By The Nation
Meanwhile, Onanong Chuhaman, chief of THAI’s Investor Relations Department, said the airline’s stock has been given the “C” grade due to overwhelming debt caused by stiffer competition, open skies policy and the effects of the Covid-19 crisis.
The carrier filed a request for rehabilitation with the Central Bankruptcy Court on May 26, which the court accepted the following day. The airline’s stock was marked down to C in the Stock Exchange of Thailand (SET), though trading is allowed with a cash balance account. The creditors have until August 13 to object to the rehab request, before the court launches an inquiry on April 17. The court is expected to order THAI to start working on its rehab plan by end August or early September.
Once the court agrees to the list of rehab planners proposed by THAI, the team of planners have three months to complete the plan and should have it ready by January 2021. Then creditors will be brought together to consider the plan between February and March 2021, while the court should approve the plan by April.
The plan, once approved by the court, should be implemented within five years. The airline will only be allowed to extend the deadline twice and by no more than a year each time.
So far, THAI has named EY Corporate Advisory Services Co Ltd, THAI chairman Chaiyapruk Didyasarin, acting president Chakkrit Parapuntakul as well as independent directors, namely Pirapan Salirathavibhaga, Boontuck Wangcharoen, Piyasawat Amranan and Chansin Treenuchagon as rehab planners.
Preliminary rehab solutions include:
- Debt restructuring and negotiating with creditors as well as finding additional sources of funds to enhance short-term liquidity and adjust capital structure in the long term;
- Improving routes and removing those that are not profitable;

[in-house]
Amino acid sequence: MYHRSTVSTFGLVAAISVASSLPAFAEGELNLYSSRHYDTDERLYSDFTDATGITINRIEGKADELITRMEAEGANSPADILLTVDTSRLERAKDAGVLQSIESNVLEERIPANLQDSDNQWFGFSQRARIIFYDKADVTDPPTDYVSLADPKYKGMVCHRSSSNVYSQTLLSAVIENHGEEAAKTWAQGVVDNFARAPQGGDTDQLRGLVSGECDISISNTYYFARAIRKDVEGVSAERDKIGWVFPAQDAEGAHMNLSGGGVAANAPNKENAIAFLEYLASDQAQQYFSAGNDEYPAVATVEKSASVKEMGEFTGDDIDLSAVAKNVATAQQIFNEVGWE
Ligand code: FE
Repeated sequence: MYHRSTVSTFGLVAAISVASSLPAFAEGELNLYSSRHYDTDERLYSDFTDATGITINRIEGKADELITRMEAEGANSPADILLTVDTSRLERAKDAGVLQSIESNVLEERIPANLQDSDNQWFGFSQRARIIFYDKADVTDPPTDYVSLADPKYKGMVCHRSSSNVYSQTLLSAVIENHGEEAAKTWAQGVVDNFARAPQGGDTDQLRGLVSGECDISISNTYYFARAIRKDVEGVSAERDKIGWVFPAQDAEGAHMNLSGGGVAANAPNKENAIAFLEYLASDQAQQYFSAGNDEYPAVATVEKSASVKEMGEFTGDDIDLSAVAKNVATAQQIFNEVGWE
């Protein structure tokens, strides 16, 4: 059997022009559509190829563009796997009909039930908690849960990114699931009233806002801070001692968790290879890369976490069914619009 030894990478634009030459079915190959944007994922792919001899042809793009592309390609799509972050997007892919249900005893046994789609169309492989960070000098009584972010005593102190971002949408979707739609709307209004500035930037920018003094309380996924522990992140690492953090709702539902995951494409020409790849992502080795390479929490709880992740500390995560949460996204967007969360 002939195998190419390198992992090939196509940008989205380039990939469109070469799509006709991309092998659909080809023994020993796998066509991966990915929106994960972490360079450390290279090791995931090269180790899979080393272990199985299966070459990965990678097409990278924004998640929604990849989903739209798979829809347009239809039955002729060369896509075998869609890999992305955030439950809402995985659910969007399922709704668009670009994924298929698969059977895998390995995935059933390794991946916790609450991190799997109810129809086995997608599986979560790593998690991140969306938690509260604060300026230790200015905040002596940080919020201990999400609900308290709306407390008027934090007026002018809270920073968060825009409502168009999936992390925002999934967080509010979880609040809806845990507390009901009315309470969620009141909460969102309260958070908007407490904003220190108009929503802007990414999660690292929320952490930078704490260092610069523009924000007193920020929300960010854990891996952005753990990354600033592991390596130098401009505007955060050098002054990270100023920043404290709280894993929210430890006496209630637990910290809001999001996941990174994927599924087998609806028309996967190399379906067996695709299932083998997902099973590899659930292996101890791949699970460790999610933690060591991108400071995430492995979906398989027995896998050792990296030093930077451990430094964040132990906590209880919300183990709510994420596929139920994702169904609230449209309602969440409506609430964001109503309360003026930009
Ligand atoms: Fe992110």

- Improving the organisation and business units related to aviation by boosting flexibility in management services such as setting up a subsidiary, looking for new opportunities and increasing the profits of different business units;
- Improving the commercial strategy and ability to bring in revenue;
- Improving the organisational structure by reducing repetitive and unnecessary tasks, increasing working capacity in each business unit so it is consistent, adjusting the number of employees and benefits etc.
Kitipong Urapeepatanapong, chairman of the law firm Baker & McKenzie, which is THAI’s law adviser, said it will take between three months and a year to consider the airline’s rehab plan. After that, it should take about five years to implement the plan. Hence, he said, THAI’s rehab procedure should take no more than seven years to complete.
THAI has been negotiating with its creditors who have leased planes to the airline, and many are allowing the carrier to continue as per normal. The airline has also filed for business rehab in two countries and has, so far, had good results.
Kitipong confirmed that so far, no creditors have cancelled the lease or seized a plane operated by Thai Airways. He added that THAI’s board of directors decided against resorting to filing Chapter 11 in the US for global protection because negotiations with foreign creditors are quite good, though it will be used as a last resort.
As for procuring funds, Thai Airways will no longer be granted loans or guarantees by the Finance Ministry because the airline has lost its state-enterprise status. However, it can borrow from financial institutions under the court’s approval.
The finding of future funding sources depends on the rehab planners’ decision on how much will be spent on finding new partners, increasing capital or selling assets etc.